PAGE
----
The dutch oven is a remarkable cooking tool, especially when cooking over an open fire. Learn to control the temperature of the oven and you’re well on your way to cooking like an expert.
The dutch oven concept has been around seemingly forever. Various designs have been an open fire cookware staple, for both indoor open fire kitchens and out-of-doors campfire cooking, since colonial times.
“Bake Kettles”, as they were once known, have undergone some changes in design since those early days, and in fact Paul Revere is credited with the design features of a lipped cover and legs attached to the bottom.
You can make soups and stews in them, fry and saute in them, and even bake in them. Their multi-use feature may be part of what makes them intimidating to use if you don’t understand the basic operating principle of this time worn cooking tool.
Here, John Townsend presents the basics of dutch oven cooking, particularly as it concerns controlling the internal temperature of the oven.
After a wonderful little anecdote about the experiences of an early 19th century woman – Catherine Strickland Parr – with her “bake kettle” on the frontiers of Canada, John delves into the nuts and bolts of dutch oven cookery.
It’s all about achieving a balance of heat on the inside of the oven, and keeping that internal temperature consistent throughout the cooking process. We do this by heating, with coals, both the top and the bottom of oven.
So, you’ll need a strong bank of coals to last the entirety of the cooking time. You’ll also need – if you’re planning on baking something like bread, as he does here – a trivet and plate upon which to set the dough inside of the oven. You don’t want baked foods to sit directly on the floor of the oven.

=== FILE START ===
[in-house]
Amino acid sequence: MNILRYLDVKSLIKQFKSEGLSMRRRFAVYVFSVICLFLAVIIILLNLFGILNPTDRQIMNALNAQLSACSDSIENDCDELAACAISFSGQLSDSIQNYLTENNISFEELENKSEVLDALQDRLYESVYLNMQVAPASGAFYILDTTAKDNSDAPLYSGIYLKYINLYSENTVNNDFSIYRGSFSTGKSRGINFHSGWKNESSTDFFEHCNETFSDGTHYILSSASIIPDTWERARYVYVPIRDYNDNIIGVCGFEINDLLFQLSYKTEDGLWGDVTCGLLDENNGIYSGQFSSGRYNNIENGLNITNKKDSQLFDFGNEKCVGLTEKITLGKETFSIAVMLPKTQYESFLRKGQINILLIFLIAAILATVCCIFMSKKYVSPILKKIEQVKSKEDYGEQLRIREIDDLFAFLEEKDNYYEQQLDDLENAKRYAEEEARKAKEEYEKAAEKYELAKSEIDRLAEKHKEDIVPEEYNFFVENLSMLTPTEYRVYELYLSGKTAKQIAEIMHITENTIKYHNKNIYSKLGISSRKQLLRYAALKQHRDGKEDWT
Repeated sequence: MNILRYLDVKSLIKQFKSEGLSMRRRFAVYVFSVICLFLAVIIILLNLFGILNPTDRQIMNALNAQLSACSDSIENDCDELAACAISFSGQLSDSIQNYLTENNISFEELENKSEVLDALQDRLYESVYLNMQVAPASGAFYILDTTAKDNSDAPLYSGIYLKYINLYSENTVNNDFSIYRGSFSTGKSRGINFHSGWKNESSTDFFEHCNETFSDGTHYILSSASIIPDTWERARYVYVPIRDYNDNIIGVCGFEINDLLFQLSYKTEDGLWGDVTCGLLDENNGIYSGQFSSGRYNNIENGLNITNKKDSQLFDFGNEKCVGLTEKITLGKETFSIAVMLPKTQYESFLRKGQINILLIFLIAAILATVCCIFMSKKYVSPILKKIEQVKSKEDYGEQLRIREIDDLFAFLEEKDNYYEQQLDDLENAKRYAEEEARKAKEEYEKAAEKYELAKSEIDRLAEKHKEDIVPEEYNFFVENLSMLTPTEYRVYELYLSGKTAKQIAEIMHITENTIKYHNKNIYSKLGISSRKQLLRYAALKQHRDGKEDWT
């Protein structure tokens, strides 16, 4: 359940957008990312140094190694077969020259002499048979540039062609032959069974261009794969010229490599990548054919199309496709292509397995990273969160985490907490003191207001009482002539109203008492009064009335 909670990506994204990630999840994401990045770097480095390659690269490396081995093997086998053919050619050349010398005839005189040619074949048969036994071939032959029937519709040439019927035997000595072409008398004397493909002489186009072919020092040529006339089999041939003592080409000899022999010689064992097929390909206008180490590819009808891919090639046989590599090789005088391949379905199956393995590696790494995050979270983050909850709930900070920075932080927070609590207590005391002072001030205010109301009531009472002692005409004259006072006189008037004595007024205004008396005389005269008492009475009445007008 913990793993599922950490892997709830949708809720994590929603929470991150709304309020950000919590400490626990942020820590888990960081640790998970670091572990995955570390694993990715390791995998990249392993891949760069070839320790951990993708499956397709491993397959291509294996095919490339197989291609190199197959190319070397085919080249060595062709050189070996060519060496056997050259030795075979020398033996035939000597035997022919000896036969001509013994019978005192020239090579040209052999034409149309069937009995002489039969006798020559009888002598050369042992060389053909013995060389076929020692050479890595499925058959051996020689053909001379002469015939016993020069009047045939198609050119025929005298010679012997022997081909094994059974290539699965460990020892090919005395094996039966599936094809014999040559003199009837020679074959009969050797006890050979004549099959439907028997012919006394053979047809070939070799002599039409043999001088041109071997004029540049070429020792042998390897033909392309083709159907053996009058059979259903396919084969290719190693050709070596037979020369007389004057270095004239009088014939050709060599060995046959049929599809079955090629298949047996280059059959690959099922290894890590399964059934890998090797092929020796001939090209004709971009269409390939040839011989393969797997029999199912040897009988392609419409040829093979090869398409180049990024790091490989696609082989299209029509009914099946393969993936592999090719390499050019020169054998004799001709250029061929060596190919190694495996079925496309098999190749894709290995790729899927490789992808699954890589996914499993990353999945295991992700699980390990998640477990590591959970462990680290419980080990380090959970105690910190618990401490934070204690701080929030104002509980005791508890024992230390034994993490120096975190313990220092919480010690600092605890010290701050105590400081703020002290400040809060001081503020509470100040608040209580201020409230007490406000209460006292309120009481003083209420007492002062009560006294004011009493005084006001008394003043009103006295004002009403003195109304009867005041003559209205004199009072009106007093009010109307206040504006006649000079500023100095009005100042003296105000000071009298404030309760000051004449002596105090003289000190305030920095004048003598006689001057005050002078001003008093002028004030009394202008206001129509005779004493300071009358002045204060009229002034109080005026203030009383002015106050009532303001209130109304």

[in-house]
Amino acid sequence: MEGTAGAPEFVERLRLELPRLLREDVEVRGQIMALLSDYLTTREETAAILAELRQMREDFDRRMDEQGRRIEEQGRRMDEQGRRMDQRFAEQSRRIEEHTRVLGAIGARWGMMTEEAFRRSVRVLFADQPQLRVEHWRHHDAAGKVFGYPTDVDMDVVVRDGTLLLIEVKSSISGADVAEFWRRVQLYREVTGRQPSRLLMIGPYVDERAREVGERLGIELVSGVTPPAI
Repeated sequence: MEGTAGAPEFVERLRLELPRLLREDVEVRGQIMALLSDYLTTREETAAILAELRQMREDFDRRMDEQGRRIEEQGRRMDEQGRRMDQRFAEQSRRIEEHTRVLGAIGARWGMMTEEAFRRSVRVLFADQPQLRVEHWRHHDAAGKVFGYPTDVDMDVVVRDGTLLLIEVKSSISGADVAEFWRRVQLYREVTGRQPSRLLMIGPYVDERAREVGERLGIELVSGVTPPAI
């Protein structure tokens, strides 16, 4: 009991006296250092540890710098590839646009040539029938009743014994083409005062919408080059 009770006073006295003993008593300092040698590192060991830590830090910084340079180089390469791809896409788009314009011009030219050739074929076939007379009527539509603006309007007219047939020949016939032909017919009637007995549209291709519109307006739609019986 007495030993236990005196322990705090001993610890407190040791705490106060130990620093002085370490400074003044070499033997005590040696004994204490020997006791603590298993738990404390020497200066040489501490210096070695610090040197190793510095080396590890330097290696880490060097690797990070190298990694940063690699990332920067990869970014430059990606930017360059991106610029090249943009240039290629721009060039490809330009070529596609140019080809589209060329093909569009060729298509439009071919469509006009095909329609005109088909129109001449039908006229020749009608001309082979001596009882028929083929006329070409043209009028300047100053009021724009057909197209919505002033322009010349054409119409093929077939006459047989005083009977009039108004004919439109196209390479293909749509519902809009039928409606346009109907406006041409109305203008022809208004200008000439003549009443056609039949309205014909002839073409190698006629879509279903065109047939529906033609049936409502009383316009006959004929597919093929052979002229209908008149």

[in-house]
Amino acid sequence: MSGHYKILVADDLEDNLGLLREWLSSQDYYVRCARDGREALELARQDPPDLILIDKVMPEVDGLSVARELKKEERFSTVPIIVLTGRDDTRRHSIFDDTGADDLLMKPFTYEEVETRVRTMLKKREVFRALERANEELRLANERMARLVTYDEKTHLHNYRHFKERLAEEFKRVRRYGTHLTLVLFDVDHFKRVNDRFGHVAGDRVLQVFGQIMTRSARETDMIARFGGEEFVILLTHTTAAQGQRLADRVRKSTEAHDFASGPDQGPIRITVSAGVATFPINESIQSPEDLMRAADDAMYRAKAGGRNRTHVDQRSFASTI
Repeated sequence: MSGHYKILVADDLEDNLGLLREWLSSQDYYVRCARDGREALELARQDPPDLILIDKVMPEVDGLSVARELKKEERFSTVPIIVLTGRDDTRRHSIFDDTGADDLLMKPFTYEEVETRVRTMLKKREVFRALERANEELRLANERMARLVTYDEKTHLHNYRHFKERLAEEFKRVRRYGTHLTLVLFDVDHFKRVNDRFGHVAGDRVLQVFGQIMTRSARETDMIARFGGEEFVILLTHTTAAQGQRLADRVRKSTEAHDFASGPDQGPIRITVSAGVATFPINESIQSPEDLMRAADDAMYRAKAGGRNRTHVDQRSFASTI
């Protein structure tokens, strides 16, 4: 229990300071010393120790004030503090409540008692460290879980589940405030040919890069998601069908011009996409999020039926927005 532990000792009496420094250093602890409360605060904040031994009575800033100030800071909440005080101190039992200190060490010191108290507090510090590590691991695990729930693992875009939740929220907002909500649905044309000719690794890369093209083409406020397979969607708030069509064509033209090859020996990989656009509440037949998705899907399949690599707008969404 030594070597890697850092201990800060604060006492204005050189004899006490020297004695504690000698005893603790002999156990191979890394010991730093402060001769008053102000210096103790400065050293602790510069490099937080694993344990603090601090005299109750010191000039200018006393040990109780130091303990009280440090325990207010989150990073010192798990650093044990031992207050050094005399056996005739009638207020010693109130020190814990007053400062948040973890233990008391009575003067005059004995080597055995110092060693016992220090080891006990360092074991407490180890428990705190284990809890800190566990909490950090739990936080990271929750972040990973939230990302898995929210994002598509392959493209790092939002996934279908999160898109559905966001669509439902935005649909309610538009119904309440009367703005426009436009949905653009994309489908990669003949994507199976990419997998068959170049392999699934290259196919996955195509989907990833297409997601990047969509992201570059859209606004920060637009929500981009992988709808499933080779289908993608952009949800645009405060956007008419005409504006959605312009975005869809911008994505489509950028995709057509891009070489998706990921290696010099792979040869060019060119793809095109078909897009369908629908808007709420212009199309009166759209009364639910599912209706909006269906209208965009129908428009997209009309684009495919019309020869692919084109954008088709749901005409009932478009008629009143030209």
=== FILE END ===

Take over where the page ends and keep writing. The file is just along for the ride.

A scoop full of coals underneath the oven and a scoop on top of the lid surprisingly brings the temperature up a significant degree. This is really a trial and error process, wherein your experience and ability to adapt is paramount to cooking success.
So it would behoove you to practice with your dutch oven and a thermometer in order to get to know what the internal temperatures will be with each scoop of coals.
Once you’ve got that formula down, you’re pretty well good to go. Two scoops of hardwood coals underneath the oven and three scoops on the lid bring the internal temperature up to around 350 degrees. Of course these temperatures depend on a number of factors, such as how big your scoops are, the presence of outside wind, and so on.
Given a relatively short amount of time and practice, you should be able to master dutch oven cooking.
Like what you see here? You can read more great articles by David Smith at his facebook page, Stumpjack Outdoors.